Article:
2008.  The wildly popular Saw franchise had now hacked out a sequel each year since its inception.  Where Part IV had just become tedious, Part V finally jumps the shark and even Jigsaw refused to enter the plot's convoluted waters.  Cloverfield became a monster hit; luckily the shaky performances are eclipsed by the shaky cam and the fantastic special effects it captured.  Subway ate flesh when Clive Barker's Midnight Meat Train ground to a halt.  The ride seemed hurried in spots, but was worth the ticket for tone and style alone.  The Strangers broke into Ils territory with another kiddy crawler thick with menacing tension.  Not truly as effective as all the ticket receipts would have you believe, however.  Jack Brooks slayed in his decidedly nostalgic approach to execution.  Not since the likes of Ash has the genre seen a hero of Jack's, um, caliber.  The Ruins luridly planted man against nature, but left some rooting for a better realized script.  Retro-rauncher Gutterballs scored big points if mindless gore and sleaze were up your alley; Dance Of The Dead took its leaping zombies to the prom; Otis messed with the wrong family in a Raw Feed direct-to-video gem; while Splinter got under our skin and had us freezing in terror.  The Asian adaptation One Missed Call was worthy of neglect as it turned out; while Shutter captured the original's essence, but didn't offer any new developments to the picture; and Mirrors reflected Alexandre Aja's penchant for making films that look great on the surface, but are flawed upon closer inspection.  Quarantine withheld [REC]'s supernatural slant and gave it a Hollywood sheen; nevertheless, it retained the same fevered intensity almost frame for frame.  Literally.  Special places in hell would be reserved by the Prom Night and Day Of The Dead remakes.  Now on to the films of most "import".  Three British brutes would make marks.  The Children had us brooding in suspense; Mum And Dad raised their family and many a viewer's eyebrow; whilst a delinquent dip in Eden Lake proved extremely chilling.  In Sweden, if you Let The Right One In you were guaranteed a compelling coming-of-age drama framed by vampirism; America's Twilight, as it turned out, was the one to leave on the doorstep.  Lastly, French force majeure Martyrs raised the bar for extremity in horror and beyond; a transcendental experience for those willing to see it through to the other side.

2009.  The remake wrecking ball would continue to flatten down its forerunners.  Platinum Dunes would take Jason far too seriously in their Friday The 13th revamping.  Make a date for unintentional laughs.  The Stepfather couldn't rear the satirical undercurrent of the original and thereby failed as a replacement.  The Uninvited was not very welcoming to fans of 2003's A Tale Of Two Sisters.  My Bloody Valentine took the 3-D route, forgetting to add any real dimension to the story.  Not a horror hallmark, but at least it was a lot of fun.  The Last House On The Left remodeling came to better ends; it's admirably richer in character and comparable in carnage to the pioneer.  The anthology Trick 'r Treat would be hallowed for its inspired inventiveness and yearly observances are surely forthcoming.  Rob Zombie would celebrate Halloween, too. Unfortunately, the festivities felt a little too forced and inexplicably random for praise.  We would loan our attention to Sam Raimi's Drag Me To Hell.  A return to the director's ribald roots and an instant classic.  Body-horror got an unexpected resuscitation with Paul Solet's first remarkable progeny, Grace; Deadgirl would succumb to the basest of young men's impulses; and an ambiguous war of the words was broadcast in Pontypool.  Norwegian nightmare Dead Snow had us camping out among Nazi cadavers; while Zombieland taught us the rules of survival when bad goes to total shit storm - Twinkies not included.  Chaos also reigned when Dane Lars von Trier unveiled his highly ambitious and controversial Antichrist.  It polarized viewers to either worship at its feet or discount its gratuitous nature.  Finally, after having hid in the closet for several years, Paranormal Activity would record one of the most profitable takes in movie history.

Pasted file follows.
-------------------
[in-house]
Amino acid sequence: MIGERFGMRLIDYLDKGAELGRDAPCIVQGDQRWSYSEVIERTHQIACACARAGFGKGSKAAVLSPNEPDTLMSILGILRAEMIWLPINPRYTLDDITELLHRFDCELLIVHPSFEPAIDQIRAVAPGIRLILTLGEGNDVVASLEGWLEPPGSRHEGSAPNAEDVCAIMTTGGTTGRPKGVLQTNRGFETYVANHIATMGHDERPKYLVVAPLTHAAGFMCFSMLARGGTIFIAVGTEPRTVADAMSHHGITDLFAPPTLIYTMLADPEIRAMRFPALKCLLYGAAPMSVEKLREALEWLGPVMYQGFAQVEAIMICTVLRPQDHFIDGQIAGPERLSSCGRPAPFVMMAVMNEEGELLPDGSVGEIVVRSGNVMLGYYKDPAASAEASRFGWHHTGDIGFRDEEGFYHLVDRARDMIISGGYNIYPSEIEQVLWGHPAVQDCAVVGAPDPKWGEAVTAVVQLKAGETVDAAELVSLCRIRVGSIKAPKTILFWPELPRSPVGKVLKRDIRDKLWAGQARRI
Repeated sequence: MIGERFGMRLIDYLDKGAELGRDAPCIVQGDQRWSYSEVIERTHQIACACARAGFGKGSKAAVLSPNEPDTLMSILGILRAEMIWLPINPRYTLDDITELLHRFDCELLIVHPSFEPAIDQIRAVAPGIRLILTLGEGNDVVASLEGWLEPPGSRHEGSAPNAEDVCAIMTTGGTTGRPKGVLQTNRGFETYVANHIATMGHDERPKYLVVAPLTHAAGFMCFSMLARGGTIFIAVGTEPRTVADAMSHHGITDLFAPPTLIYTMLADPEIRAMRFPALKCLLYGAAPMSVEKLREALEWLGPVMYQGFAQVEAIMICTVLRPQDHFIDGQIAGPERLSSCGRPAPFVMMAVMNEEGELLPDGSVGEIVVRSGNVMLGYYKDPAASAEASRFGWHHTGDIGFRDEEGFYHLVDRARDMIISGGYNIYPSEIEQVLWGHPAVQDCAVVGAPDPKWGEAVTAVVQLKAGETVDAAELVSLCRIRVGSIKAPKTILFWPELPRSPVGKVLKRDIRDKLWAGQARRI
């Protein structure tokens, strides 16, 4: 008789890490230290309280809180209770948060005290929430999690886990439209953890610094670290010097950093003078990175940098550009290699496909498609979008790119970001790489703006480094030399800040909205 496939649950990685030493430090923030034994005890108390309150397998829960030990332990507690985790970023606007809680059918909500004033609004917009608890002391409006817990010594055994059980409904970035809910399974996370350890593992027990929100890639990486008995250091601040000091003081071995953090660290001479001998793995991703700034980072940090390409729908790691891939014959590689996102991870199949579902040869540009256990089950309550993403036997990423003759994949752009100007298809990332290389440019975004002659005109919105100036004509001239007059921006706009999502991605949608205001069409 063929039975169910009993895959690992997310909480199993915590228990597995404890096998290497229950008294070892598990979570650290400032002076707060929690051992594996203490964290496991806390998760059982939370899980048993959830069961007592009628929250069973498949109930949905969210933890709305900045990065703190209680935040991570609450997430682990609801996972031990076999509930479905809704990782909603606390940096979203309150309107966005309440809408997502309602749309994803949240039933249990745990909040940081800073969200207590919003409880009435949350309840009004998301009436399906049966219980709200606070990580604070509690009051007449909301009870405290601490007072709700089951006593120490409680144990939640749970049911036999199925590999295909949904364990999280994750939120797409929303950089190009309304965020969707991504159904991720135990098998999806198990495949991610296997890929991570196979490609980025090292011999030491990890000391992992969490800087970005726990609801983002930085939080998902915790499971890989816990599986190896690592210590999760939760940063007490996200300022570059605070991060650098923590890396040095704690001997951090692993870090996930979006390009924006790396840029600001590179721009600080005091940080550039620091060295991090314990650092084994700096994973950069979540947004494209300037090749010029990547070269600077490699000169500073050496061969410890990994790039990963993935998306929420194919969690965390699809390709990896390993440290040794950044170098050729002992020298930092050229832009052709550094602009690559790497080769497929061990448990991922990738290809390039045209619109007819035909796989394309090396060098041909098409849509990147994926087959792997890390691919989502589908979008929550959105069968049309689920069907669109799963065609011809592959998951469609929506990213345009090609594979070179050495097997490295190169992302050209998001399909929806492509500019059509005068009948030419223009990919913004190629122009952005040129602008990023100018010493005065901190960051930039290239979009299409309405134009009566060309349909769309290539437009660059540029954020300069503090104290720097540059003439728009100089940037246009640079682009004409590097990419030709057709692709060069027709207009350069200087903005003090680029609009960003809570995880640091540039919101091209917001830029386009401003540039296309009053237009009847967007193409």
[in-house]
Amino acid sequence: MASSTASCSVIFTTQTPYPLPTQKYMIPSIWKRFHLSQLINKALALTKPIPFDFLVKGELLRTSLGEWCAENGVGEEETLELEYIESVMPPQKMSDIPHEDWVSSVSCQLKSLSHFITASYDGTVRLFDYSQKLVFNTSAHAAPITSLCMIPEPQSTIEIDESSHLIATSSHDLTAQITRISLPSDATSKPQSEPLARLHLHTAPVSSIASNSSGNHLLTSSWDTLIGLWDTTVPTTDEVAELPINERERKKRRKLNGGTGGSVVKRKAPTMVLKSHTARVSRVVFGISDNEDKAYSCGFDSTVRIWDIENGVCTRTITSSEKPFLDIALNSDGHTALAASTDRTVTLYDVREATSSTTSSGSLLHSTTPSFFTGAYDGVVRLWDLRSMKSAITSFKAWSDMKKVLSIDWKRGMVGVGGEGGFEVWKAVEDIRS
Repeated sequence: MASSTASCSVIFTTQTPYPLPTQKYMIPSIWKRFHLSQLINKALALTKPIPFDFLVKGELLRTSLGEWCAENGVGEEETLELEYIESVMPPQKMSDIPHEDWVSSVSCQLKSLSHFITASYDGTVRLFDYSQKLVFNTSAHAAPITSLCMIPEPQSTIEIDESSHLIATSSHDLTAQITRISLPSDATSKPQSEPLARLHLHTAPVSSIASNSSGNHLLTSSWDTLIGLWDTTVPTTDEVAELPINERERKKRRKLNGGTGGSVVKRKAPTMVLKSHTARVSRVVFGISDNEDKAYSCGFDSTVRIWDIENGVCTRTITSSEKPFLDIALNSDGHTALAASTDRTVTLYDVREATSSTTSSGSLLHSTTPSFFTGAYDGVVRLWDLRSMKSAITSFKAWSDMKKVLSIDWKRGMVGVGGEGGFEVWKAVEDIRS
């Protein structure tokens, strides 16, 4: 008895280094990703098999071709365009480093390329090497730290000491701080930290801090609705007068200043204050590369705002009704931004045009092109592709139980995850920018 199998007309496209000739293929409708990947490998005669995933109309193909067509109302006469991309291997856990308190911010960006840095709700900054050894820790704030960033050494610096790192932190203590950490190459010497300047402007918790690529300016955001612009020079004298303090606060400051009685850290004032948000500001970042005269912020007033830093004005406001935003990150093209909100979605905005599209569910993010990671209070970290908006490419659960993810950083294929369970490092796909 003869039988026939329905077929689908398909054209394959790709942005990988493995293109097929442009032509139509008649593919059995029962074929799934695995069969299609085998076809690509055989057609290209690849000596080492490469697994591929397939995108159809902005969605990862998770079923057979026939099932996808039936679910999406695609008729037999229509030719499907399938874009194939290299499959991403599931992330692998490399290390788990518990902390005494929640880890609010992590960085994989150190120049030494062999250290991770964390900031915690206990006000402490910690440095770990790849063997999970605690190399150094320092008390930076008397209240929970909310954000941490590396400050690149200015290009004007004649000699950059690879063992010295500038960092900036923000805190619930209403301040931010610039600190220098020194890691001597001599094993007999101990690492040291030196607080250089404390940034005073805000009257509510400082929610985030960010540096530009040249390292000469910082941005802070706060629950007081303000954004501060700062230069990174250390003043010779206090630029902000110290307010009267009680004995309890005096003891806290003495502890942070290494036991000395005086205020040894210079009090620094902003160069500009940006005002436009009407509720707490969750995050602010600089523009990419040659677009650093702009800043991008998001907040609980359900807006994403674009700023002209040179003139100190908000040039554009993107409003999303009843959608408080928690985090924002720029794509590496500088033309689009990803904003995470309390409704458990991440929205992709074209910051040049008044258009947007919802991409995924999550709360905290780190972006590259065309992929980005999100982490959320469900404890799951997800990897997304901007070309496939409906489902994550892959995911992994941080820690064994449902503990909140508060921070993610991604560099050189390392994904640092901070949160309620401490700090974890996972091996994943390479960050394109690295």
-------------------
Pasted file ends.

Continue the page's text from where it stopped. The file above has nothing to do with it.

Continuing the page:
Well there you have it - my look back at the past decade.  I hope you had as much fun reading it as I had writing it.  Any additional thoughts or comments are always welcome and strongly encouraged.  Let's keep our collective fingers crossed that the next ten bring us, the fans, even more to positively scream about.

The second half of this editorial came much later than expected (sorry, friends) so if you happened to miss the first installment or need a refresher, here's the link to bring you up to date.